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Grobler set for Thomond Park return as important part of Gloucester pack
Munster boss Johann van Graan feels there is more to Gloucester than their South African influence.

ALREADY A POPULAR figure at Gloucester and an important part of their team, Gerbrandt Grobler is likely to receive a warm reception on his return to Thomond Park on Saturday.

The athletic South African lock was well-liked by Munster fans during his season-long stay in Limerick, all the more so after his signing was criticised and the debate around his previous two-year ban from rugby kicked off in earnest in January.

Gerbrandt Grobler leaves the field James Crombie / INPHO Grobler was popular with Munster fans. James Crombie / INPHO / INPHO

Since leaving for Gloucester during the summer, the man they call ‘GG’ has told the Guardian that he had a three-year contract extension on the table with Munster but that it was “shot down very quickly after the media fiasco.”

He has rapidly set about making himself a crucial part of Johan Ackermann’s pack in Gloucester, starting four Premiership games and last weekend’s Heineken Champions Cup win over Castres.

The 26-year-old has been calling Gloucester’s lineouts and showing his dynamism around the pitch, underlining that he will be among the threats to Munster this weekend in round two of the European competition.

“I think at the end of the campaign he did really well,” said Munster head coach Johann van Graan of Grobler’s season with Munster.

“I thought he played really well against Ulster in that home game, came off the bench a few times and made a big difference, like in that semi-final against Leinster.

“He’s a quality player with his ability around the lineout, you’ve just got to watch the way he catches a kick-off, he’s brilliant at that, and his offloading ability. He’s a quality rugby player and I think that’s why Gloucester bought him.”

Grobler is, of course, intimately familiar with Munster’s lineout calls and system, having worked hard in that area over the course of last season.

Ulster v Gloucester Rugby - Pre-Season Friendly - Kingspan Stadium PA Wire / PA Images Grobler has settled in well at Gloucester. PA Wire / PA Images / PA Images

The imposing lock will, therefore, pose an educated threat to Munster’s throw in Limerick this weekend.

“It’s the same as every week,” said van Graan. “You’ve got to be conscious that GG will know our lineout calls but it’s the same as when we played against Racing; there are players [Donnacha Ryan] that have been here before and moved on.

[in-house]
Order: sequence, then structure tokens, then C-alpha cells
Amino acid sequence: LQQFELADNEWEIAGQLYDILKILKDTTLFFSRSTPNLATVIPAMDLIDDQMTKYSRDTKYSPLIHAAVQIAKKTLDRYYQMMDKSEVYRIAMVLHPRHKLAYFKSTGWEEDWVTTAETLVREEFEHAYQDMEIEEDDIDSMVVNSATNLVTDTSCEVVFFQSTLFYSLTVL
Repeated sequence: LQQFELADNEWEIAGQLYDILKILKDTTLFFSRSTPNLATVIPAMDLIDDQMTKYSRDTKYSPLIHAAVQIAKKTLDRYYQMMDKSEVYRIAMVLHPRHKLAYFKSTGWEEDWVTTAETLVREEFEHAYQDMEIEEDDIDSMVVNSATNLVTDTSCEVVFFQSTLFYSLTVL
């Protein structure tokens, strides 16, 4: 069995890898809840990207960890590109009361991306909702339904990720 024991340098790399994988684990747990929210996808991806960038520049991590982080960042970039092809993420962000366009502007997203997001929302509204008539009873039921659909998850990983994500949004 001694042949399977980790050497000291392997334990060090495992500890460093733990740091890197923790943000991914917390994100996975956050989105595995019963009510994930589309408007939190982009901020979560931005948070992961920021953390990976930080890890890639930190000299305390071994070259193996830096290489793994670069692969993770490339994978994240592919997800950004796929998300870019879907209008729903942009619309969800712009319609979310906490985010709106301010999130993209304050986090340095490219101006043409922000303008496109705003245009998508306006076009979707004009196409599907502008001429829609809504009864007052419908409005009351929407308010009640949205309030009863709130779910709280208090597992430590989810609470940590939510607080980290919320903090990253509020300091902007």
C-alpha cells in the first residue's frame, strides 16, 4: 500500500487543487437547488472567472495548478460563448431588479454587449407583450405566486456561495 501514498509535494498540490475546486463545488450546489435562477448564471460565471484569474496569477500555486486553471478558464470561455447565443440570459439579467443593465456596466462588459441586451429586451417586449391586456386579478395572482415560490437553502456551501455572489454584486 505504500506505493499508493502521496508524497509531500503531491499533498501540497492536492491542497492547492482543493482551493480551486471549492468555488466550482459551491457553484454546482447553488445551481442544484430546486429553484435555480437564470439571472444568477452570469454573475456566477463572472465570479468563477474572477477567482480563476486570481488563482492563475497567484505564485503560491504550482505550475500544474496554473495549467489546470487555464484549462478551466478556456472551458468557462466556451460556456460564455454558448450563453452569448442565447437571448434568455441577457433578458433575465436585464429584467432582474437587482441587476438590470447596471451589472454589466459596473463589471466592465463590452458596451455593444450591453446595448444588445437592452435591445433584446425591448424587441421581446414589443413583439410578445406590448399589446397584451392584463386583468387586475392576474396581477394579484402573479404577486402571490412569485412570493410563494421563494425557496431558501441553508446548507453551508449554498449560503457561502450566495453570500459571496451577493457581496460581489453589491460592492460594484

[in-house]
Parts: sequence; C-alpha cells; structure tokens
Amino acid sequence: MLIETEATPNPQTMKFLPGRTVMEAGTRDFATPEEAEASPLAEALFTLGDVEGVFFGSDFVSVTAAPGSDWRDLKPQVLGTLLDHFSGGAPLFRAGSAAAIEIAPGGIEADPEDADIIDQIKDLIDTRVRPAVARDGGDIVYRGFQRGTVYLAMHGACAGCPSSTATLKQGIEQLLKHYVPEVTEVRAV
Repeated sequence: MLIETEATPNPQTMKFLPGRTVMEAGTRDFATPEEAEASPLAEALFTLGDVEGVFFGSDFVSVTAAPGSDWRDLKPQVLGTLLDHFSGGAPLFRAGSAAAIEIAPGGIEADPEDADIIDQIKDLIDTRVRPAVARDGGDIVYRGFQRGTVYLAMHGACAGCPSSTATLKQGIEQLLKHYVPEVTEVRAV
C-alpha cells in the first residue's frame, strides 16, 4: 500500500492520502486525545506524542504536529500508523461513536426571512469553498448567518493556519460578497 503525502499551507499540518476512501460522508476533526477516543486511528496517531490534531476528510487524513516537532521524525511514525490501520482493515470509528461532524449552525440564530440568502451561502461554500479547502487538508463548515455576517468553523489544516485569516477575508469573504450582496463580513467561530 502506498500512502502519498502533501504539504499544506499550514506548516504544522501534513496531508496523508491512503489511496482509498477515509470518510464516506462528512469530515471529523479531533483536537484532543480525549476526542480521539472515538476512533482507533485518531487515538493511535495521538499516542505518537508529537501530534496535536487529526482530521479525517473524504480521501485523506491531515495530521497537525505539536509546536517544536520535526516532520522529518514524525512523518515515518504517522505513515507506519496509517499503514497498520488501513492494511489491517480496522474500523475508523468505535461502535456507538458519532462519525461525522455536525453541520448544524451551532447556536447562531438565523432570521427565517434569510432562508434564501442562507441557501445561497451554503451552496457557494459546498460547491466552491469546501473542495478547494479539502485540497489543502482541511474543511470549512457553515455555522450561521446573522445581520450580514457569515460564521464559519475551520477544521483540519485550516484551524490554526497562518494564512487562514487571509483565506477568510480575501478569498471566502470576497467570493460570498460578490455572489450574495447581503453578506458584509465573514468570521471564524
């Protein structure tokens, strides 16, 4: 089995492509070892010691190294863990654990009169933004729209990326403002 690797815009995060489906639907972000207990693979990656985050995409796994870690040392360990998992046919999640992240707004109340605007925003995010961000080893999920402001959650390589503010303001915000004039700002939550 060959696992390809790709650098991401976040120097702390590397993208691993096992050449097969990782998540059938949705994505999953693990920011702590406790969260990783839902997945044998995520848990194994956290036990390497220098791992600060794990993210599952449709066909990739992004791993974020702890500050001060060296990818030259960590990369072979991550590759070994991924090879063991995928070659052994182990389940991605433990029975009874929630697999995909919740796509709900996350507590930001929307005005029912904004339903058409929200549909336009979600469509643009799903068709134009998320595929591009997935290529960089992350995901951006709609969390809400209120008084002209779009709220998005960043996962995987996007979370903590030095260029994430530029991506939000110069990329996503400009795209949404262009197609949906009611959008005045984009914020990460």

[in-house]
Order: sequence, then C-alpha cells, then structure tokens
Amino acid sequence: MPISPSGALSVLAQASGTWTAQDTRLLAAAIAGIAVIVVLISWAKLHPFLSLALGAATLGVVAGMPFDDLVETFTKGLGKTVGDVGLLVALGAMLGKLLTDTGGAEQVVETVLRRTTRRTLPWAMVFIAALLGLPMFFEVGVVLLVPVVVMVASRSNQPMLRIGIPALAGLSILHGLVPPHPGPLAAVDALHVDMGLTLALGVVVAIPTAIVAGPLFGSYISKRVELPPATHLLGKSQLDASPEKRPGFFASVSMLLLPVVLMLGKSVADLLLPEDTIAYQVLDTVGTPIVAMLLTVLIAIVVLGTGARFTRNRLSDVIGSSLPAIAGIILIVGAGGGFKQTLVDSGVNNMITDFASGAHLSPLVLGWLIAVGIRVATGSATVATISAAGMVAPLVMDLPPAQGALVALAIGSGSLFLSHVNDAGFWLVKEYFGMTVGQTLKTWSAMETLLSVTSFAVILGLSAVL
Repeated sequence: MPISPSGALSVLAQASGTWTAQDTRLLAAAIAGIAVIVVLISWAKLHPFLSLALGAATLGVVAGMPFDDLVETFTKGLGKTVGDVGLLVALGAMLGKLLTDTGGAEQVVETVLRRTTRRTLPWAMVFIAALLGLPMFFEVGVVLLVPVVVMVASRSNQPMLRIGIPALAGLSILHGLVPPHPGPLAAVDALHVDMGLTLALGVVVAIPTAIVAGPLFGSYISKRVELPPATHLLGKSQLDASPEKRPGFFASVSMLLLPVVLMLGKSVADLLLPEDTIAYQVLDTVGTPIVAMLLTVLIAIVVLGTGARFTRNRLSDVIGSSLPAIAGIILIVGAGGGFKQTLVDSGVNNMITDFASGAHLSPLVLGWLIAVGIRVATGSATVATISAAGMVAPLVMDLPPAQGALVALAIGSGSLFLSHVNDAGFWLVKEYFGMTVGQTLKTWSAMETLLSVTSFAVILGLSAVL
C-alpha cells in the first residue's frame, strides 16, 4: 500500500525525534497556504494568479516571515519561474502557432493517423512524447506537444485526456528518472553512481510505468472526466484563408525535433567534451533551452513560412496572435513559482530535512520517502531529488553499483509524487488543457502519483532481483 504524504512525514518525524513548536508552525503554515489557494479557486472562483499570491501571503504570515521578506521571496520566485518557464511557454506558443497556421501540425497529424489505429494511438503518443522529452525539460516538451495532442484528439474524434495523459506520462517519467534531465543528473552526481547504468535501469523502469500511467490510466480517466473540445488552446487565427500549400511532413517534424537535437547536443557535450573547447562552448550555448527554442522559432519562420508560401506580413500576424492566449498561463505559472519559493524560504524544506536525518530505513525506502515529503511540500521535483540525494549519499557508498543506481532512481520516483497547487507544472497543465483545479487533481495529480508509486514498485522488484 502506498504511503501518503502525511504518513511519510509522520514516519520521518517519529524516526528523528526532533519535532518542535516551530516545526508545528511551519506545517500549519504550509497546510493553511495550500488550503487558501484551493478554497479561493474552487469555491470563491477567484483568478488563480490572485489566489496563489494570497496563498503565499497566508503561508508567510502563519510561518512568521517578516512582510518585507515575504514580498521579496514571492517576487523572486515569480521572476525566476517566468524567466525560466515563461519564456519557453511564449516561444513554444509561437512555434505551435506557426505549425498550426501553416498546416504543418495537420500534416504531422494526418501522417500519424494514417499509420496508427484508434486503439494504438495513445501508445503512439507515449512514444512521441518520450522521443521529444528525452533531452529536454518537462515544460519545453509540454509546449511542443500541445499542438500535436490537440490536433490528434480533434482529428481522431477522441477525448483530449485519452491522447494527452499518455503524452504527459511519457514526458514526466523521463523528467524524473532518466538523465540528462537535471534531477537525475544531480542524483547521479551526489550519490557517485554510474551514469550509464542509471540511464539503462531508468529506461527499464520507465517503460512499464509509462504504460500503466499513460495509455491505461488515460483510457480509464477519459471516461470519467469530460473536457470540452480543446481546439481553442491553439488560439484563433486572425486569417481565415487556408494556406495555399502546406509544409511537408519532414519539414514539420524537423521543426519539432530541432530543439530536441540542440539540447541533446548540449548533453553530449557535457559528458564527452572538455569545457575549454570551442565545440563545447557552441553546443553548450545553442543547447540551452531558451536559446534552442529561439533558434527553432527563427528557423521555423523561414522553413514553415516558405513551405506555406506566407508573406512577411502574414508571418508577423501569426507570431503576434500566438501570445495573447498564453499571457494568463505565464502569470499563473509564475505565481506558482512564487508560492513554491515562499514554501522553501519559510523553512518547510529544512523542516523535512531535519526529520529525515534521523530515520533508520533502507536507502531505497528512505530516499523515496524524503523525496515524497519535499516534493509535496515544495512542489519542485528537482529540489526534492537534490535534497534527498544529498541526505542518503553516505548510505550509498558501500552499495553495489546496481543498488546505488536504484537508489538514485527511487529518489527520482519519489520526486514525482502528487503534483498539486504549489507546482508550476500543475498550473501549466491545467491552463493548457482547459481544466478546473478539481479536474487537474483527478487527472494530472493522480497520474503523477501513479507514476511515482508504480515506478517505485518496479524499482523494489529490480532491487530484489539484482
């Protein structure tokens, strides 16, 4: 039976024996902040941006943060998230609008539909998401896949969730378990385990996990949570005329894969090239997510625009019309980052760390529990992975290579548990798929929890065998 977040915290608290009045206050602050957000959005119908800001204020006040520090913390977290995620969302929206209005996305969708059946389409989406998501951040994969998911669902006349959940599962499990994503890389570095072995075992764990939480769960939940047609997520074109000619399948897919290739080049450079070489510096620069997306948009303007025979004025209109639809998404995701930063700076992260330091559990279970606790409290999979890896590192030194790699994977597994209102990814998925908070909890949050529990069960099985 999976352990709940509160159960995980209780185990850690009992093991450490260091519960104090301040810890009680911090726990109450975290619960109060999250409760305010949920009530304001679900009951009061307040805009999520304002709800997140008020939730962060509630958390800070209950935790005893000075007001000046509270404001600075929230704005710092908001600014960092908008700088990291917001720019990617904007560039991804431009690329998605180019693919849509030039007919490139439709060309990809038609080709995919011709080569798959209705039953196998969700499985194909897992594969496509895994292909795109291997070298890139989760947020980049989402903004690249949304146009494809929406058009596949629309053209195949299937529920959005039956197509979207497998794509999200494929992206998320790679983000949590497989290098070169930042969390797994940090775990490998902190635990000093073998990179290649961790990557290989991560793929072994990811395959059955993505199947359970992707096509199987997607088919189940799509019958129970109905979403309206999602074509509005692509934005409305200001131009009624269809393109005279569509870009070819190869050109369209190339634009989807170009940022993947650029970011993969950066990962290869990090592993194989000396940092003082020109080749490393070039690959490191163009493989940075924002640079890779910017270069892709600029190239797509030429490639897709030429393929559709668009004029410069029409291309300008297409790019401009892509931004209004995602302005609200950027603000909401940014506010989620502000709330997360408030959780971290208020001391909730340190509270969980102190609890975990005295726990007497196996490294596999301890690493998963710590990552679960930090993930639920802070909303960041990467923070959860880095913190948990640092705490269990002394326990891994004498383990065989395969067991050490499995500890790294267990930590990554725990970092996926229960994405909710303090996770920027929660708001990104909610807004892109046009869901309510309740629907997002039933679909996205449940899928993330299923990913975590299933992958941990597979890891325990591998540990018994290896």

“I think it will all be about Gloucester for them. If you worry too much about the opposition, you might make mistakes of your own.”

Grobler is not the only link between the clubs, with Munster defence coach JP Ferreira having worked alongside Ackermann at the Lions in South Africa for five years.

Van Graan has coached hooker Franco Marais and flanker Jaco Kriel, who is currently injured, but he underlines that “there’s more to Gloucester than just the South African influence.”

“They’re well-drilled if you just look at their game in the last year, they’ve done very well,” continued van Graan. “They were very unlucky not to win the Challenge Cup last year, they lost it right at the end and they’re sitting in the top four in the Premiership.

“We’re under no illusions about what awaits us on Saturday. They have the second highest ball-in-play time after Exeter in the Premiership, they like to hold onto the ball as well. They do it in a different way to Exeter but this will be a real test.”

Looking at his own team and the options available to him, van Graan admitted that Keith Earls is “a worry” after his hamstring strain during the warm-up before last weekend’s draw with Exeter.

Johann van Graan and Peter O'Mahony after the game Dan Sheridan / INPHO Van Graan with Munster captain Peter O'Mahony. Dan Sheridan / INPHO / INPHO

John Ryan is rated as “50/50″ after a recurrence of an ankle injury during the second-half, while centre Sammy Arnold needs further specialist opinion after a throat injury.

Conor Murray has been ruled out again, while Kiwi scrum-half Alby Mathewson is still struggling to return from a knee injury and van Graan says “it’s pretty difficult to say at this stage” whether he will be fit to play.

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“If he doesn’t, I thought Duncan [Williams] was exceptional over the weekend and Neil Cronin only had a few minutes but I’m so glad to have him back a week ahead of schedule,” said van Graan.

Tyler Bleyendaal came through a 30-minute run-out for Munster A on Friday unscathed, his first appearance since February due to a neck injury.

“Tyler will find his way back on to the game,” said van Graan. “It’s great that he came through 30 minutes. Now it’s about getting a lot of contact and training his goal-kicking and getting back into the swing of things.”

Ireland centre Chris Farrell remains among the long-term absentees, but van Graan is pleased with his progress in rehab after ACL injury.

“Chris Farrell is running very well,” said van Graan. “I don’t foresee him being back over the next two or three weeks.

“We might have an opportunity over November but then there are the Test matches as well. I don’t want to speculate on him but as soon as I know I’ll give you an update.”

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